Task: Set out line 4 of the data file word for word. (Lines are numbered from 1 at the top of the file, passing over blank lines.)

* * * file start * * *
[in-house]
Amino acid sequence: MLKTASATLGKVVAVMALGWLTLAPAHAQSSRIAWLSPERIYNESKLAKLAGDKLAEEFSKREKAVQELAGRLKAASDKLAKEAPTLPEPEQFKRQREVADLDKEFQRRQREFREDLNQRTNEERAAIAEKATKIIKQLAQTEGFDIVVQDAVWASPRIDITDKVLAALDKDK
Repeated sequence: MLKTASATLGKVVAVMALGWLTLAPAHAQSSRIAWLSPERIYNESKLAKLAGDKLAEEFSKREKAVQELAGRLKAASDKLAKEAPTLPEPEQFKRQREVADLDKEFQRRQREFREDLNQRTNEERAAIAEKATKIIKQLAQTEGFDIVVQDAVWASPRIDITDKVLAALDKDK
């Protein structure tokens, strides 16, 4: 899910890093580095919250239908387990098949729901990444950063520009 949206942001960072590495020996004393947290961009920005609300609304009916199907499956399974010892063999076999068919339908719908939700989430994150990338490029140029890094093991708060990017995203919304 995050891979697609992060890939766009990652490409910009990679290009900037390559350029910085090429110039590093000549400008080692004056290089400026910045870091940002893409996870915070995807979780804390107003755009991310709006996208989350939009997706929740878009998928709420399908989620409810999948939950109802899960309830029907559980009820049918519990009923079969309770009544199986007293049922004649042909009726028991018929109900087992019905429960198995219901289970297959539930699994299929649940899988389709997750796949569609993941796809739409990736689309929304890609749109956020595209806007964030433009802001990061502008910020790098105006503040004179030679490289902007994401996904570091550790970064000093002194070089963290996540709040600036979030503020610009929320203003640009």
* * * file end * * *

């Protein structure tokens, strides 16, 4: 899910890093580095919250239908387990098949729901990444950063520009 949206942001960072590495020996004393947290961009920005609300609304009916199907499956399974010892063999076999068919339908719908939700989430994150990338490029140029890094093991708060990017995203919304 995050891979697609992060890939766009990652490409910009990679290009900037390559350029910085090429110039590093000549400008080692004056290089400026910045870091940002893409996870915070995807979780804390107003755009991310709006996208989350939009997706929740878009998928709420399908989620409810999948939950109802899960309830029907559980009820049918519990009923079969309770009544199986007293049922004649042909009726028991018929109900087992019905429960198995219901289970297959539930699994299929649940899988389709997750796949569609993941796809739409990736689309929304890609749109956020595209806007964030433009802001990061502008910020790098105006503040004179030679490289902007994401996904570091550790970064000093002194070089963290996540709040600036979030503020610009929320203003640009």